What will the service cost me?
All instructions on this site, along with the EU-Cleaner, are available free of charge. The telephone support through the Anti-Botnet Advisory Centre is charged at the local call rate.Return to the FAQs ▲
How will my ISP inform me if my computer is infected with a botnet?
The notification of an affected user occurs over several channels, to ensure delivery of the message to the customer: for example by email and additionally by letter.Return to the FAQs ▲
My neighbour/friend/colleague also has a problem with their computer. Can I pass on the support hotline telephone number?
Unfortunately this is not possible. Support can only be provided in combination with a valid ticket number which you will receive from your ISP. This ticket number is not transferable.Return to the FAQs ▲
My computer is behaving strangely. Can I contact the support hotline directly?
This is only possible in combination with a ticket number, which you will receive from your ISP.Return to the FAQs ▲
Will my ISP or eco collect personal data about me?
Neither your ISP nor eco e.V. will collect personal data about you or your computer. This initiative has the goal of taking Germany out of the top-ten list of countries from which botnet activity originates. In the case of an infection, your Internet Service Provider will recognize certain patterns of behavior from your computer. If this is the case, then your ISP will contact you. They will go through the required steps and if further assistance is necessary, then they will put you in touch with the specialists at the Anti-Botnet Advisory Centre by giving you a ticket number with which you can phone the ABBZ and receive support anonymously.Return to the FAQs ▲
How did my computer get infected in the first place?
Botnets comb through the Internet for potential victims. Your computer probably has security holes or vulnerabilities that enable attackers to install malicious files. As soon as you move through the Internet on your computer, you are exposed to all dangers. That is why it is very important that you make sure your operating system and the associated programs are always up-to-date.Return to the FAQs ▲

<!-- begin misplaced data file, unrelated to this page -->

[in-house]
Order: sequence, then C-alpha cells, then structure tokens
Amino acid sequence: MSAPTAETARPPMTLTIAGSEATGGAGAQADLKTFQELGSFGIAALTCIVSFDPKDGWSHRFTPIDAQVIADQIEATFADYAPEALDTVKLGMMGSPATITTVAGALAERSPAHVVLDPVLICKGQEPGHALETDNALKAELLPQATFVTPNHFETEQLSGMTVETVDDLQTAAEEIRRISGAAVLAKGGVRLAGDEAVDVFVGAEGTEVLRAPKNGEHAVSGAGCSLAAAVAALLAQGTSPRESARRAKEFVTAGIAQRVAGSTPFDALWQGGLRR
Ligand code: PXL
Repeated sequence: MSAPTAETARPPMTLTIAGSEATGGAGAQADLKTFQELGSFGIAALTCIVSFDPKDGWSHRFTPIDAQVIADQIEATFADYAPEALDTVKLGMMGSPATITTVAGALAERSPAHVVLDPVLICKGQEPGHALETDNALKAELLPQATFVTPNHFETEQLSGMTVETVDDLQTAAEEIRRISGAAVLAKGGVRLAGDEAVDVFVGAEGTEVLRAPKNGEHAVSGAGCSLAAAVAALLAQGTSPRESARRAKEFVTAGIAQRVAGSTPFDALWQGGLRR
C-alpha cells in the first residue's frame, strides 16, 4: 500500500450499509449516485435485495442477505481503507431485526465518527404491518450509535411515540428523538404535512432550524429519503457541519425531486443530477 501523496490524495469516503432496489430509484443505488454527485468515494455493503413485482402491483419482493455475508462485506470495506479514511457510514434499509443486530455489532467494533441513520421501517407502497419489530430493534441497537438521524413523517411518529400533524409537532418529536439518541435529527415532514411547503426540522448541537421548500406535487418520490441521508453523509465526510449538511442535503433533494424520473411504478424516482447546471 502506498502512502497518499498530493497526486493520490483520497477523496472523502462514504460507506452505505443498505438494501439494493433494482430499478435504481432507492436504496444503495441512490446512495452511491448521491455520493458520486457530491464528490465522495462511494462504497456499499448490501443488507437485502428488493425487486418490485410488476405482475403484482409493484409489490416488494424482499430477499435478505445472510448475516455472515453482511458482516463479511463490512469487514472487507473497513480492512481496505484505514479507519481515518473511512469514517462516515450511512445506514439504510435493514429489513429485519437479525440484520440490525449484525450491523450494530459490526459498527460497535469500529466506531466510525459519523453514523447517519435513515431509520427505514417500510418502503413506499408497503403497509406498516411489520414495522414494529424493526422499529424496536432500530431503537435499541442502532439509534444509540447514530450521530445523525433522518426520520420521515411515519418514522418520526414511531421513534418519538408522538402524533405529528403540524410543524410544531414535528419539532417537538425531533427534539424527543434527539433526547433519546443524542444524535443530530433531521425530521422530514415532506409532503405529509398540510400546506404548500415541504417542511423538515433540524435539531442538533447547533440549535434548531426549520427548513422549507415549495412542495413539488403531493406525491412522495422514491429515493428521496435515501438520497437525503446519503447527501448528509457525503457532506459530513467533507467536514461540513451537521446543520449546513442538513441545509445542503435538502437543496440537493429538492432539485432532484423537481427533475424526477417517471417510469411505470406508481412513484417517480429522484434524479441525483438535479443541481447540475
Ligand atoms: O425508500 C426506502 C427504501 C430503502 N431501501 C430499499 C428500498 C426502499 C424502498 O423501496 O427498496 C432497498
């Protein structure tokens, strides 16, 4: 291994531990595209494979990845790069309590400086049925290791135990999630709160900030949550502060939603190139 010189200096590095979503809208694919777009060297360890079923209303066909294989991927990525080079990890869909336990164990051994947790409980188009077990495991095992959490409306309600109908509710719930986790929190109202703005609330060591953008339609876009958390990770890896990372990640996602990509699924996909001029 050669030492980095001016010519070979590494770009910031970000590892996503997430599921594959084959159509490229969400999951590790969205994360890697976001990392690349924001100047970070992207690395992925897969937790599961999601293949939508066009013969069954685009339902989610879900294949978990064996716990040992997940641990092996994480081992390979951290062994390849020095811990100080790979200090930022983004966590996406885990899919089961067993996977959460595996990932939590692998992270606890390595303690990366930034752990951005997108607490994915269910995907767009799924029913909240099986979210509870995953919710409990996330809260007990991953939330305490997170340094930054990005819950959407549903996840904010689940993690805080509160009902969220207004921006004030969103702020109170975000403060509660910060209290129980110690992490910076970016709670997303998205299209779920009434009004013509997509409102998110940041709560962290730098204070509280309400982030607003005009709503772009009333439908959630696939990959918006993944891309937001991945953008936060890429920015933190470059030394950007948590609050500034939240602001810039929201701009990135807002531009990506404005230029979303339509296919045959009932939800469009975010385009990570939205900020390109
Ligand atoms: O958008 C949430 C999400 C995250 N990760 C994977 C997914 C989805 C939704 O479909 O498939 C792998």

How do I know that my computer is infected with a bot?
The criminals who spread bots want to remain undetected. This is also true for the bots themselves, which are active on millions of computers worldwide. The first sign of an infection is a poorer Internet speed, unrequested visits to websites or unwanted popups and adverts, or even that you can no longer access websites using common browsers (Internet Explorer, Firefox, Opera). However, infected computers do not necessarily exhibit these symptoms. Users often don’t notice anything, or don’t notice until too late that their computer has become part of a botnet.Return to the FAQs ▲
How do I protect my computer against further attacks?
The following tips should be considered for your security:
What is the EU-Cleaner?
The EU-Cleaner is a program that scans your system for current bots, and cleans it.Return to the FAQs ▲
Why is there no EU-Cleaner available for Linux or Mac OS?
Risk of an infection with a computer running Mac OS or Linux is relatively small, because Internet criminals attack primarily computers with Windows installed. As a user of a Mac OS or Linux you should nevertheless, for your own protection, install anti-virus software tailored for this system.Return to the FAQs ▲
What differences are there between the EU -Cleaner and an installed Anti-Virus program?